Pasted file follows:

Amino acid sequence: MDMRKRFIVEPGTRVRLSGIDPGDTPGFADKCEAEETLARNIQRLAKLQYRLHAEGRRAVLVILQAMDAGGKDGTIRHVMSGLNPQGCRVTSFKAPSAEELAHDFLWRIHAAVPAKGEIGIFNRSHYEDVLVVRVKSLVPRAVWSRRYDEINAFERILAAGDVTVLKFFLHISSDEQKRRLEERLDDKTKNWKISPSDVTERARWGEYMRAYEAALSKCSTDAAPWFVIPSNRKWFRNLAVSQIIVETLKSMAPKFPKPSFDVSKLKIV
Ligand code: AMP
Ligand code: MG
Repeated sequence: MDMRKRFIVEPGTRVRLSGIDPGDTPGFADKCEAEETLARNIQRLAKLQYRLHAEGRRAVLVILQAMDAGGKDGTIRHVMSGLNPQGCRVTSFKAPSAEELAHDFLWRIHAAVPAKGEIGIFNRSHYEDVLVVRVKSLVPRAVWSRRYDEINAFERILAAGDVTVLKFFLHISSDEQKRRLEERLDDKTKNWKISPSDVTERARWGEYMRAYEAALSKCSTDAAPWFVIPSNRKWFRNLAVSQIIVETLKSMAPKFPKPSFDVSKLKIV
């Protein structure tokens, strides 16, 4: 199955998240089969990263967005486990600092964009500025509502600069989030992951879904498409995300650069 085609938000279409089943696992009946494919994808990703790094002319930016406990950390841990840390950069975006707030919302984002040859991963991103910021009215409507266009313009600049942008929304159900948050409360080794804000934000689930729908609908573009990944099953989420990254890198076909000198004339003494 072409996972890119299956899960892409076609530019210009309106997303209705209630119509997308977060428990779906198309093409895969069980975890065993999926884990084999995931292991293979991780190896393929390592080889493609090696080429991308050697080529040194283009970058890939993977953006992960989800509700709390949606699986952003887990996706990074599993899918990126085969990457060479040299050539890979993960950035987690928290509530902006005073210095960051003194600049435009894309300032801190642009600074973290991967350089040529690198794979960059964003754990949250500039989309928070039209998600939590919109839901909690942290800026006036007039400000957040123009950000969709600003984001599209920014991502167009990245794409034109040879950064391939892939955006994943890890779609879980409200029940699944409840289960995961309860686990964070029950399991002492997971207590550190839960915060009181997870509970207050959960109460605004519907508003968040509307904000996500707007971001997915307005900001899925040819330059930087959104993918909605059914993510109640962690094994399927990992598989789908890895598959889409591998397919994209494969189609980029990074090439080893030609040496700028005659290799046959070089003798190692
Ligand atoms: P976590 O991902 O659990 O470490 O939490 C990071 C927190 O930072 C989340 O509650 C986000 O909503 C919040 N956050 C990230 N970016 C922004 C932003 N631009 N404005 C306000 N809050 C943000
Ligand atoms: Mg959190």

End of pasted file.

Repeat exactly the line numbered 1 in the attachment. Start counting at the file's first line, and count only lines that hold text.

Amino acid sequence: MDMRKRFIVEPGTRVRLSGIDPGDTPGFADKCEAEETLARNIQRLAKLQYRLHAEGRRAVLVILQAMDAGGKDGTIRHVMSGLNPQGCRVTSFKAPSAEELAHDFLWRIHAAVPAKGEIGIFNRSHYEDVLVVRVKSLVPRAVWSRRYDEINAFERILAAGDVTVLKFFLHISSDEQKRRLEERLDDKTKNWKISPSDVTERARWGEYMRAYEAALSKCSTDAAPWFVIPSNRKWFRNLAVSQIIVETLKSMAPKFPKPSFDVSKLKIV